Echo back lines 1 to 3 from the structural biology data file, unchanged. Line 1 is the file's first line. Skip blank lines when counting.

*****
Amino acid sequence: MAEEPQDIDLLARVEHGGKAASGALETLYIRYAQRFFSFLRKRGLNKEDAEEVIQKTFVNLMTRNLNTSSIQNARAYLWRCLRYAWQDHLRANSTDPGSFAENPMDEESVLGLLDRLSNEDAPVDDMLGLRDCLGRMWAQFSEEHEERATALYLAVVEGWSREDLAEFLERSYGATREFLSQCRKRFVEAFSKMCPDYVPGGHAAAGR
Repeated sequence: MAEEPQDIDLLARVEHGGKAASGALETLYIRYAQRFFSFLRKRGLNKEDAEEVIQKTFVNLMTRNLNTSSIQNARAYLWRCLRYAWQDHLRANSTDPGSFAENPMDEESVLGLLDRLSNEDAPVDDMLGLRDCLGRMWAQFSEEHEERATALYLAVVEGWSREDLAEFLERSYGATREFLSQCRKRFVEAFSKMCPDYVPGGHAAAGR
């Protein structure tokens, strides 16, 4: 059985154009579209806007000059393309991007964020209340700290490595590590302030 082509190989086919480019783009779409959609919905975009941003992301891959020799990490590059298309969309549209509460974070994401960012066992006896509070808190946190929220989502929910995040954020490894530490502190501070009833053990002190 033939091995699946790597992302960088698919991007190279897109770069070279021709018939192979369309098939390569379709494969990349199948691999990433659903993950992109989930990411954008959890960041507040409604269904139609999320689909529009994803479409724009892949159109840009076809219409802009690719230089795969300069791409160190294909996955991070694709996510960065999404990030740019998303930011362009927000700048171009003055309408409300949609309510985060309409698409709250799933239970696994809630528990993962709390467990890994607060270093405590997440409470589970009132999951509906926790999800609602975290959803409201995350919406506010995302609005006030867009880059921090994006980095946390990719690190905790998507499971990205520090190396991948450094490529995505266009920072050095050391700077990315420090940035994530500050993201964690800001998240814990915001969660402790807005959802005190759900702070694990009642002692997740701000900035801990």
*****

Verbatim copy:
Amino acid sequence: MAEEPQDIDLLARVEHGGKAASGALETLYIRYAQRFFSFLRKRGLNKEDAEEVIQKTFVNLMTRNLNTSSIQNARAYLWRCLRYAWQDHLRANSTDPGSFAENPMDEESVLGLLDRLSNEDAPVDDMLGLRDCLGRMWAQFSEEHEERATALYLAVVEGWSREDLAEFLERSYGATREFLSQCRKRFVEAFSKMCPDYVPGGHAAAGR
Repeated sequence: MAEEPQDIDLLARVEHGGKAASGALETLYIRYAQRFFSFLRKRGLNKEDAEEVIQKTFVNLMTRNLNTSSIQNARAYLWRCLRYAWQDHLRANSTDPGSFAENPMDEESVLGLLDRLSNEDAPVDDMLGLRDCLGRMWAQFSEEHEERATALYLAVVEGWSREDLAEFLERSYGATREFLSQCRKRFVEAFSKMCPDYVPGGHAAAGR
């Protein structure tokens, strides 16, 4: 059985154009579209806007000059393309991007964020209340700290490595590590302030 082509190989086919480019783009779409959609919905975009941003992301891959020799990490590059298309969309549209509460974070994401960012066992006896509070808190946190929220989502929910995040954020490894530490502190501070009833053990002190 033939091995699946790597992302960088698919991007190279897109770069070279021709018939192979369309098939390569379709494969990349199948691999990433659903993950992109989930990411954008959890960041507040409604269904139609999320689909529009994803479409724009892949159109840009076809219409802009690719230089795969300069791409160190294909996955991070694709996510960065999404990030740019998303930011362009927000700048171009003055309408409300949609309510985060309409698409709250799933239970696994809630528990993962709390467990890994607060270093405590997440409470589970009132999951509906926790999800609602975290959803409201995350919406506010995302609005006030867009880059921090994006980095946390990719690190905790998507499971990205520090190396991948450094490529995505266009920072050095050391700077990315420090940035994530500050993201964690800001998240814990915001969660402790807005959802005190759900702070694990009642002692997740701000900035801990």